Once upon a time during my high school teaching practicum, with grades between K9-12; as teacher candidates we are expected to have observation days. Observation days are when a student teacher sits in a classroom and observes all aspects of what takes place in the classroom, whilst another teacher is teaching. Of course me being the butterfly who likes to wonder with a wild heart, I enjoyed going to various classrooms to gain a varied, and a multi-faceted experience. English Language Arts is one of my specialized teaching areas. I decided to connect with a teaching fellow, who was teaching a black history course. I can’t remember the exact name of the course. As I sat to watch and learn, one of the students said: “sir, what do you know about black people, when you are white?” Of course there were back and forth exchanges between students, but even as the questions may have caused offence to the teacher, we both agreed that it was a question that was coming from the lens of curiosity. It could even be questions that expand towards larger issues of race, racial integration or not, culture, social and economic status, school community, surrounding neighbourhoods, and even the professional practice, with the duty to care.
The student said: “sir, what do you know about black people, when you are white? #ShaziBlogTweet
I remember responding to the student, and even as I did the entire class listened. Maybe it was because my skin color was not white, and the students felt that they could relate to me? I told them that a person can have white, black, brown, or any shade / tone of skin color, it doesn’t mean that they don’t know anything, or have not learned black history. Maybe a teaching professional has learned more about black history than a colored student. More respectful terms as follows: a person of color, or someone belonging to a radicalized background. The students did listen to some degree, but I realized the amount of respect that is needed especially in a classroom, where racial tensions will and can arise.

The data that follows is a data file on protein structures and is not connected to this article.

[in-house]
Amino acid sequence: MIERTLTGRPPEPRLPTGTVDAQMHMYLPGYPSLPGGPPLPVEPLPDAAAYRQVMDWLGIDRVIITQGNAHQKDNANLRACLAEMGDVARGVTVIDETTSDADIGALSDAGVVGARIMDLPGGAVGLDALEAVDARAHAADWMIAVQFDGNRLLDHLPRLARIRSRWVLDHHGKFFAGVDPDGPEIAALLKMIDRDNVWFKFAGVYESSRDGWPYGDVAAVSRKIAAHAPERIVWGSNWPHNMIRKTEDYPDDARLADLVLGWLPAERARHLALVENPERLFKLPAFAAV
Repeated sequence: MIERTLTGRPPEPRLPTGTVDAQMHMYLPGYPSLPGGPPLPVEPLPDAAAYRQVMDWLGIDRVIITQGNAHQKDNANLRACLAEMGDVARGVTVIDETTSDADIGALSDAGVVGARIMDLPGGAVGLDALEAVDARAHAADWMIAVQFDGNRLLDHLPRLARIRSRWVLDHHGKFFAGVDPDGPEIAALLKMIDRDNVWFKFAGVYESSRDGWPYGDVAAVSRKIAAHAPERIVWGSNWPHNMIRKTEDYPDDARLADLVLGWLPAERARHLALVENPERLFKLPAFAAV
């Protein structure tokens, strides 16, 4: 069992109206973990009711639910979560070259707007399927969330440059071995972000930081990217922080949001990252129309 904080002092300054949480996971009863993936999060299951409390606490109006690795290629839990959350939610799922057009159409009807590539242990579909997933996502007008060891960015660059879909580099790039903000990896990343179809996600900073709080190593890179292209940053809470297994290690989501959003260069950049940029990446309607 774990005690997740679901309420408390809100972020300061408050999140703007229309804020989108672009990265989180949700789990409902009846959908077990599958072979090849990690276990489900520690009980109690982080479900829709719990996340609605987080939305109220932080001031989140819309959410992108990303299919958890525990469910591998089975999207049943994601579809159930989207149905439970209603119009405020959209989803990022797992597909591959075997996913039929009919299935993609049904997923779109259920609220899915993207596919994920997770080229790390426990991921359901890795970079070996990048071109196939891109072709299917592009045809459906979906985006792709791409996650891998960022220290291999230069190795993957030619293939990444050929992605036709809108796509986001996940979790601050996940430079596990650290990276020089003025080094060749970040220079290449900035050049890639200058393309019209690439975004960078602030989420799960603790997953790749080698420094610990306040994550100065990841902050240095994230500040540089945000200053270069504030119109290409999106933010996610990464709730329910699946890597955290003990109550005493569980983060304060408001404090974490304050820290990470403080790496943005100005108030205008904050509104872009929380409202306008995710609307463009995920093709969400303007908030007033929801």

But today even as I write and have been writing through previous blog posts, I wonder why a person has to prove that he / she values inclusion, diversity, when one is enveloped in white skin as opposed to colorful? Or even me – belonging to a racial minority category. Why do I have to constantly prove and justify this? The need to constantly prove and justify, only makes us loose respect of those who think otherwise of us. it also makes me realize that racial tensions sprout from all sides, even the one who feels the racial prejudices. To believe that racial integration and acceptance can take place, it must come from all. I think and hope that society and generational growth may have learned enough to know that we have made progress from Civil Rights Movement.
The need to constantly prove and justify, only makes us loose respect of those who think otherwise of us. #shaziBlogTweet
Reflection: Whilst I strongly do feel that we do begin to loose respect when we are continually opposed – opposition does exactly the opposite of one seeks to do, thus the very word – opposition, opposed. However, we all have and possess our human dignity, which is why we must try to have hope and faith in humanity, and those who do seek to continually build human bridges: For my next blog post, I hope to share images of a diverse book collection that are wonderful teaching and learning resources for educators, as well as individuals who would like to expand their reading lists. Thank you for taking the time to read, share and comment!
My thoughts to share with love & kindness! 🙂
Notes: These thoughts were originally hand-written on Decemeber 17th, 2019